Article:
A bicycle wheel with radius 26" rotates through an arc that measures 80°. What is the length of the arc of the tire that touched the ground?
a) 2.88pi inches
b) 5.78pi inches
c) 11.56pi inches

- anonymous

- katieb

See more answers at brainly.com

At vero eos et accusamus et iusto odio dignissimos ducimus qui blanditiis praesentium voluptatum deleniti atque corrupti quos dolores et quas molestias excepturi sint occaecati cupiditate non provident, similique sunt in culpa qui officia deserunt mollitia animi, id est laborum et dolorum fuga.
Et harum quidem rerum facilis est et expedita distinctio. Nam libero tempore, cum soluta nobis est eligendi optio cumque nihil impedit quo minus id quod maxime placeat facere possimus, omnis voluptas assumenda est, omnis dolor repellendus.
Itaque earum rerum hic tenetur a sapiente delectus, ut aut reiciendis voluptatibus maiores alias consequatur aut perferendis doloribus asperiores repellat.

Get this expert

answer on brainly

SEE EXPERT ANSWER

Get your **free** account and access **expert** answers to this

and **thousands** of other questions

- anonymous

I tried to divide 80 by 26 and then multiplying that answer by 180, but it didn't work out so well...

- anonymous

now we have to convert 80 degree to radians

- anonymous

Divide it by pi

Looking for something else?

Not the answer you are looking for? Search for more explanations.

## More answers

- anonymous

?

- anonymous

no this time we are converting the other way
\[80\times \frac{\pi}{180}\]

- anonymous

1.395?

- anonymous

that comes out to be
\[\frac{4\pi}{9}\] radians

- anonymous

oh

- anonymous

0.4pi

- anonymous

yeah about that
we are still not done though

- anonymous

Do we multiply that by 180?

- anonymous

no now we think, maybe draw a picture

- anonymous

|dw:1436971051817:dw|

- anonymous

we want \(a\) the arc length
the radian measure is arc length over the radius so
\[\frac{a}{26}=.4\pi=1.4\] so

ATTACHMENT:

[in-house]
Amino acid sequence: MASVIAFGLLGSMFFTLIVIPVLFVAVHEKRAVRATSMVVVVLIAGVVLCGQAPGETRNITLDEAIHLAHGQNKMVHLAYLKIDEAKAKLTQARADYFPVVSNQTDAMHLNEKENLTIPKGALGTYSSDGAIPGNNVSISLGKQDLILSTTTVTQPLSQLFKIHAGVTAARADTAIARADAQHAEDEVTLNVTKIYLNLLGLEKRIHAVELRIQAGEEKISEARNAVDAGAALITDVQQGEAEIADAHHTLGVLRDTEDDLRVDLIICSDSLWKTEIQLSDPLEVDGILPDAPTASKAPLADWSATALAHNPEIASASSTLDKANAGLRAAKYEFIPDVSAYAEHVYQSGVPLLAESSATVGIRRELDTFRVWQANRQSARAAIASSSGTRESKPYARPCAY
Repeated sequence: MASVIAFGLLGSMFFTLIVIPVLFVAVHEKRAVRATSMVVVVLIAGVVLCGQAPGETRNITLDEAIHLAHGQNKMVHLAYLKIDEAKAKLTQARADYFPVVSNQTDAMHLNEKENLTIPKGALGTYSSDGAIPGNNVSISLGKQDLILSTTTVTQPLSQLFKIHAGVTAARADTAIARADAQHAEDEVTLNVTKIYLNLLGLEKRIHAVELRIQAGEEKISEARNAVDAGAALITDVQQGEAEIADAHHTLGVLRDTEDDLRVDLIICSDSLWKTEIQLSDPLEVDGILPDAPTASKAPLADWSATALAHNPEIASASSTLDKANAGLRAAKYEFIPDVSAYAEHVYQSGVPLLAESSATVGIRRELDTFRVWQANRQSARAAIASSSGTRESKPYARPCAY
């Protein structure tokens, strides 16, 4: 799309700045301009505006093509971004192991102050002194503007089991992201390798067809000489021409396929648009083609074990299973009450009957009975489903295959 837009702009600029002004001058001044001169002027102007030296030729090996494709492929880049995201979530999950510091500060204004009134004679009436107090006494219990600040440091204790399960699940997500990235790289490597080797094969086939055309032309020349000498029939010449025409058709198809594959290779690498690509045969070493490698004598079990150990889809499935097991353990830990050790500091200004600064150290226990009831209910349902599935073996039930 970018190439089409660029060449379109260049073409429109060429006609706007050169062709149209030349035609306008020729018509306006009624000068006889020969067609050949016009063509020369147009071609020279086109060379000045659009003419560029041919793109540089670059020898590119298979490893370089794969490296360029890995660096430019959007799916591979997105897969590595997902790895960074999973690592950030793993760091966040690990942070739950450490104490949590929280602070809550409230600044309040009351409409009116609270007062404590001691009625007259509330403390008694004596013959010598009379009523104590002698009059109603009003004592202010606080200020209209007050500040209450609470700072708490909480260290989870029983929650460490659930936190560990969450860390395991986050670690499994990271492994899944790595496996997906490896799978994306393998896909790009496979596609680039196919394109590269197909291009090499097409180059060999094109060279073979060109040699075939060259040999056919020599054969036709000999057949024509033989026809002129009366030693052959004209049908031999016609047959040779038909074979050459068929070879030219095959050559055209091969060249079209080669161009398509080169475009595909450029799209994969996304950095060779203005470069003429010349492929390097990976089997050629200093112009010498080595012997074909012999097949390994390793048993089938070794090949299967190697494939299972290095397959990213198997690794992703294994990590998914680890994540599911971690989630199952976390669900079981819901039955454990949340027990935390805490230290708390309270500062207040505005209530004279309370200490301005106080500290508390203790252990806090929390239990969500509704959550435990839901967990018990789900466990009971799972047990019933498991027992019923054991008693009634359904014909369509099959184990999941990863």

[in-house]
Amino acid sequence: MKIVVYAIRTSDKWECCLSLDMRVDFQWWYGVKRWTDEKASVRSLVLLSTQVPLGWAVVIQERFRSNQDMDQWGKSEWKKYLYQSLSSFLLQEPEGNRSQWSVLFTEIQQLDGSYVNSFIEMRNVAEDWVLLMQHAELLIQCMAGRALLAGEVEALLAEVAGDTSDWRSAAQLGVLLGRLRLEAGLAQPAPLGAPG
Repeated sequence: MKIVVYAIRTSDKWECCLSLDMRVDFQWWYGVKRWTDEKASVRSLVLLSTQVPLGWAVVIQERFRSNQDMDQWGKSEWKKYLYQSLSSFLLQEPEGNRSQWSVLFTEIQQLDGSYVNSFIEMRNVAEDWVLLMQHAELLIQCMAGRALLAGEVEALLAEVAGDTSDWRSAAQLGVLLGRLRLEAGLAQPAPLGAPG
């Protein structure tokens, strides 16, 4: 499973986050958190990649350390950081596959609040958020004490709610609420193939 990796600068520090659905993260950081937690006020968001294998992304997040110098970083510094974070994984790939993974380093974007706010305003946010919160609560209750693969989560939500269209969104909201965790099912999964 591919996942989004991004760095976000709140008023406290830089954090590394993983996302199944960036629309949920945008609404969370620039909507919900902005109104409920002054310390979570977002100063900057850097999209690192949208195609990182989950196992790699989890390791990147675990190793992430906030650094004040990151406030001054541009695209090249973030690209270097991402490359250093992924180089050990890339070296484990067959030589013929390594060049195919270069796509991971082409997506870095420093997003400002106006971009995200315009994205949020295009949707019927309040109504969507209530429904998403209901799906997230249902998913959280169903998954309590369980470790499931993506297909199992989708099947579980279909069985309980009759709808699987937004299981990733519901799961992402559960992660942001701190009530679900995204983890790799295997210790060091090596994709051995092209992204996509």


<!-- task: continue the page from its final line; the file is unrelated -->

\[a=26\times 1.4\]

- anonymous

http://www.wolframalpha.com/input/?i=26*1.4
you got a choice that is close to 36.4?

- anonymous

oh wait, i see all your answers have \(\pi\) in them

- anonymous

\[a=26\times \frac{9}{4}\pi=11.5\pi\]

- anonymous

Wow that makes alot more sense than it did before

- anonymous

yeah sorry i messed up earlier

- anonymous

Umm. There's another question. I have already answered it, but I want to make sure I'm doing this the right way

- anonymous

kk

- anonymous

If the length of an arc is 12pi inches and the radius of the circle is 10 inches, what is the measure of the arc?
a) 216 degrees
b) 270 degrees
c) 288 degrees

- anonymous

I chose A

- anonymous

Is that correct?

- anonymous

let me check

- anonymous

the radian measure is
\[\frac{12\pi}{10}=1.2\pi\]

- anonymous

then \[1.2\pi\times \frac{180}{\pi}=1.2\times 180=216\]

- anonymous

yeah you got it !

- anonymous

Thanks

- anonymous

yw
now i am listening to your your tube

- anonymous

I feel pretty good now. Finally! Lol!

- anonymous

Take your time.

- anonymous

what should i be looking for ?>

- anonymous

Me dropping my music and then picking it up on the left side of the screen somewhere in the middle of the song

- anonymous

Lol!

- anonymous

I should be the last person on the row of trumpets. On the outside since I'm leader

- anonymous

i will look again
right or left side?

- anonymous

Left

- anonymous

You should see white paper

- anonymous

on the floor and me picking it up

- anonymous

ok looking now

- anonymous

You see it. I mean me Lol!

- anonymous

lol yeah

- anonymous

you are hidden mostly but i did see you pick up the sheet!

- anonymous

Yeah
It's a little embarrassing

- anonymous

you got more math questions are are you ok? i gotta run soon

- anonymous

Oh sorry

- anonymous

I had to grab something to eat

- anonymous

eating is good
you got any more before i run?

- anonymous

Yeah

Looking for something else?

Not the answer you are looking for? Search for more explanations.